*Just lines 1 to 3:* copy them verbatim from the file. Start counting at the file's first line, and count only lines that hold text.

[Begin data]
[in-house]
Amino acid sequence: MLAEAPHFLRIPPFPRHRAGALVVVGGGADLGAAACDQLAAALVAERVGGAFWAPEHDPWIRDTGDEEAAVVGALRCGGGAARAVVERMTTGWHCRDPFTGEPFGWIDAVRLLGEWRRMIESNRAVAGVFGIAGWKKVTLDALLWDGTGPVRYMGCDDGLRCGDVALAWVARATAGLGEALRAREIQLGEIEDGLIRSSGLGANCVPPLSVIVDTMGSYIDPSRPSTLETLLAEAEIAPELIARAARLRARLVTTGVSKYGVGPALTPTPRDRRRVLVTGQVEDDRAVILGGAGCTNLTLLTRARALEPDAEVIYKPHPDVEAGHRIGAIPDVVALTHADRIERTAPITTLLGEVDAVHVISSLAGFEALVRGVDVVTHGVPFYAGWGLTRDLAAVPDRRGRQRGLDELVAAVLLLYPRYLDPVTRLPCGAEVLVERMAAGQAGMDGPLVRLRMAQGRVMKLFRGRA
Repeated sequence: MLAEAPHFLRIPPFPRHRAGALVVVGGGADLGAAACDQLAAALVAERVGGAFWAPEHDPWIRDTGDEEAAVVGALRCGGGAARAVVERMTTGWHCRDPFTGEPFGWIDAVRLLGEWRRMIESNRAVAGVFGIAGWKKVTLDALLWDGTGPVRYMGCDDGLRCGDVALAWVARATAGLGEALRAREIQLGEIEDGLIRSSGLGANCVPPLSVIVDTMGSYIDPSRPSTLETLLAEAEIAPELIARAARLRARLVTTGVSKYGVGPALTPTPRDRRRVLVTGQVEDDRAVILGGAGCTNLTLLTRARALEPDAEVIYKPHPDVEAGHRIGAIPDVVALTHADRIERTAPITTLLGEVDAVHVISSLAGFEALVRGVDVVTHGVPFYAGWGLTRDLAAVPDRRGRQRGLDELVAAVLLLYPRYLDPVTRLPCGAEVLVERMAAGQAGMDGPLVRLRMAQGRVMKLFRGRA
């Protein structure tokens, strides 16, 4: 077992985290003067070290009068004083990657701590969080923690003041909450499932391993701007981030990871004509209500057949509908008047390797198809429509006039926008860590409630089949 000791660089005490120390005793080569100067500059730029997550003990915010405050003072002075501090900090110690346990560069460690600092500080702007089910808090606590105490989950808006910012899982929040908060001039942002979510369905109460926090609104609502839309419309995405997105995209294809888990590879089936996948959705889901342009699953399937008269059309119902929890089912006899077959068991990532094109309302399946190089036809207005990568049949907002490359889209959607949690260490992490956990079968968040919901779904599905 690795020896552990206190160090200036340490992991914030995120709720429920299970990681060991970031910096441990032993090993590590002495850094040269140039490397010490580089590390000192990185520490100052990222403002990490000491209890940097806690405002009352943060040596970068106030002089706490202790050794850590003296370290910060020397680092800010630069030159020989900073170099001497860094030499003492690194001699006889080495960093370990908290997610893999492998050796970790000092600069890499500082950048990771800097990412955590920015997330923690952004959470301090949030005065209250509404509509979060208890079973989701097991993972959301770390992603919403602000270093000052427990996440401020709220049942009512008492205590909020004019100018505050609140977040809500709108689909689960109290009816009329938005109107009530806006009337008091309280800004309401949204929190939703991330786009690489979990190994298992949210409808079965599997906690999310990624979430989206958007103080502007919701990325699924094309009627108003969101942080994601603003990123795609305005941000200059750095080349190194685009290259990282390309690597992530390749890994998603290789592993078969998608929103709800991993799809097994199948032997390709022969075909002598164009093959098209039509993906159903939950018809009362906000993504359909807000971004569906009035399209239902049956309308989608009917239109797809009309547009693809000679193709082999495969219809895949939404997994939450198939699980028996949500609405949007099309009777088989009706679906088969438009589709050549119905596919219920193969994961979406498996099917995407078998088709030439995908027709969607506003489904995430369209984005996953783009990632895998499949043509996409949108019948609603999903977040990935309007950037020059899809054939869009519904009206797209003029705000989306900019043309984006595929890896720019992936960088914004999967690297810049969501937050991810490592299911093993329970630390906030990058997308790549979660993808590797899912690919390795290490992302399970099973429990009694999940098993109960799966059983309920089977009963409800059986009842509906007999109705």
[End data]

[in-house]
Amino acid sequence: MLAEAPHFLRIPPFPRHRAGALVVVGGGADLGAAACDQLAAALVAERVGGAFWAPEHDPWIRDTGDEEAAVVGALRCGGGAARAVVERMTTGWHCRDPFTGEPFGWIDAVRLLGEWRRMIESNRAVAGVFGIAGWKKVTLDALLWDGTGPVRYMGCDDGLRCGDVALAWVARATAGLGEALRAREIQLGEIEDGLIRSSGLGANCVPPLSVIVDTMGSYIDPSRPSTLETLLAEAEIAPELIARAARLRARLVTTGVSKYGVGPALTPTPRDRRRVLVTGQVEDDRAVILGGAGCTNLTLLTRARALEPDAEVIYKPHPDVEAGHRIGAIPDVVALTHADRIERTAPITTLLGEVDAVHVISSLAGFEALVRGVDVVTHGVPFYAGWGLTRDLAAVPDRRGRQRGLDELVAAVLLLYPRYLDPVTRLPCGAEVLVERMAAGQAGMDGPLVRLRMAQGRVMKLFRGRA
Repeated sequence: MLAEAPHFLRIPPFPRHRAGALVVVGGGADLGAAACDQLAAALVAERVGGAFWAPEHDPWIRDTGDEEAAVVGALRCGGGAARAVVERMTTGWHCRDPFTGEPFGWIDAVRLLGEWRRMIESNRAVAGVFGIAGWKKVTLDALLWDGTGPVRYMGCDDGLRCGDVALAWVARATAGLGEALRAREIQLGEIEDGLIRSSGLGANCVPPLSVIVDTMGSYIDPSRPSTLETLLAEAEIAPELIARAARLRARLVTTGVSKYGVGPALTPTPRDRRRVLVTGQVEDDRAVILGGAGCTNLTLLTRARALEPDAEVIYKPHPDVEAGHRIGAIPDVVALTHADRIERTAPITTLLGEVDAVHVISSLAGFEALVRGVDVVTHGVPFYAGWGLTRDLAAVPDRRGRQRGLDELVAAVLLLYPRYLDPVTRLPCGAEVLVERMAAGQAGMDGPLVRLRMAQGRVMKLFRGRA